The system dynamics are given by
x'' + 2.0*delta*omegan*x' + (omegan^2)*x =b*omegan^2 +a*(omegan^2)*Sin[omega*t]
where x'' is the second derivative of x with respect to tim, and x' is the first.
Two runs were made. For both runs
omega = omegan = 10.0
delta = 0.001
b = 1.0
x' = 0
x = 1.0
For the first run a = 0.0. Thus the excitation is just a constant 1.0.
Here is a plot of the results of the first run
Note that since the excitation is the constant value 1.0, the output is the constant value 1.0
For the next run I set a = 0.001 - 0.1 percent of 1.0. Here are the results of the second run:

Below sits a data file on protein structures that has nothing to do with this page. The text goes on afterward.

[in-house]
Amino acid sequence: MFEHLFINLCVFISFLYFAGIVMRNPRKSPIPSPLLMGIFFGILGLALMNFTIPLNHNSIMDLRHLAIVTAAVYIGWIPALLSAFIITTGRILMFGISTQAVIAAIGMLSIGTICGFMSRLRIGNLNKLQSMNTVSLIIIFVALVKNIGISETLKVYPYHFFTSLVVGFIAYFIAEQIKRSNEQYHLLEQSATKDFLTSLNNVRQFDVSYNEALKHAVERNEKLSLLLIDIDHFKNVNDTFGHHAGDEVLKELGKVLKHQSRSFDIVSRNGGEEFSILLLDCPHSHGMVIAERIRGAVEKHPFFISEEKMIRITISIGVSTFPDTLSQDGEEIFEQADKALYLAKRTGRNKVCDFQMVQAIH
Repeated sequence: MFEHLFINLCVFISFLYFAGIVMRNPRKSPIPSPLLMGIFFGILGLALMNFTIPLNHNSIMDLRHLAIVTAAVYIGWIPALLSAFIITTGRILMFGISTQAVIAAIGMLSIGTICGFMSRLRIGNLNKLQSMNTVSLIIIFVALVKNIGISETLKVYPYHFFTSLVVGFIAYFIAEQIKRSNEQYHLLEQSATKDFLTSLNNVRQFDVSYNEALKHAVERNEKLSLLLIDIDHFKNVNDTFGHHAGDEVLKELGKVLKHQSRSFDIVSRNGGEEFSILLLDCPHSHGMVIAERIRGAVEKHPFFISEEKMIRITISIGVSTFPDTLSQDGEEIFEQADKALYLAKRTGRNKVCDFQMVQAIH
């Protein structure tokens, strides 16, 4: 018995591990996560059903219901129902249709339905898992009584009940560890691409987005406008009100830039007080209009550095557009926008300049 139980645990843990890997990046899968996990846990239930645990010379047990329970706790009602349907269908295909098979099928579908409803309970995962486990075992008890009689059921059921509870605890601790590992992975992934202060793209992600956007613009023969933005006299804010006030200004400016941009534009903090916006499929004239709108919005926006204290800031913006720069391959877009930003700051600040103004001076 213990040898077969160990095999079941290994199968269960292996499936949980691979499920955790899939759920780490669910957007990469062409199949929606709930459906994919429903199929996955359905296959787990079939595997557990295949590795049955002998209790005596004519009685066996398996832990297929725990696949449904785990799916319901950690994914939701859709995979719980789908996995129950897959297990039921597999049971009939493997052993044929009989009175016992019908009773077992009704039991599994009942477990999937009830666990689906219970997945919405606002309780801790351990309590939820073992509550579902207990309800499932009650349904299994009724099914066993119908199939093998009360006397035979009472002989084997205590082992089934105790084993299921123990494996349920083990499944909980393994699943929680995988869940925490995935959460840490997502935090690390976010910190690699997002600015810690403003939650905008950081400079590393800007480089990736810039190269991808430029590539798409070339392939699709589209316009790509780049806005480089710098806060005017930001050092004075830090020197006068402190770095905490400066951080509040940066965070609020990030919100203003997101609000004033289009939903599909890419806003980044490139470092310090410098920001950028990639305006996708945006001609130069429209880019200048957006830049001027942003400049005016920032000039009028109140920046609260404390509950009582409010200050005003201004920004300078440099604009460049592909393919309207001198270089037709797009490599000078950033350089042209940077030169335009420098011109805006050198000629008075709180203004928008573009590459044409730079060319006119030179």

The addition of a 0.1 percent variation of the excitation makes a huge difference in the output.
A few comments are in order:
- This is the simplest possible example. In no way do I intend to claim that this is what's going on in global warming. The point of the example is that a resonance in a system can lead to large swings of the system variables
- Obviously for the resonance to occur, energy storage is required (the spring in our simple example) In the earth/sun system the energy storage may be in the oceans, the atmosphere, or eaven the earth itself
- Scafetta suggests that one possible source of cycling of the earth' temperature is the wobble of the sun's position caused by the gravitational pull of the Jovian planets (Jupiter, Saturn)
- Scafetta Talk at EPA:
- Various publications on Scafetta's web site: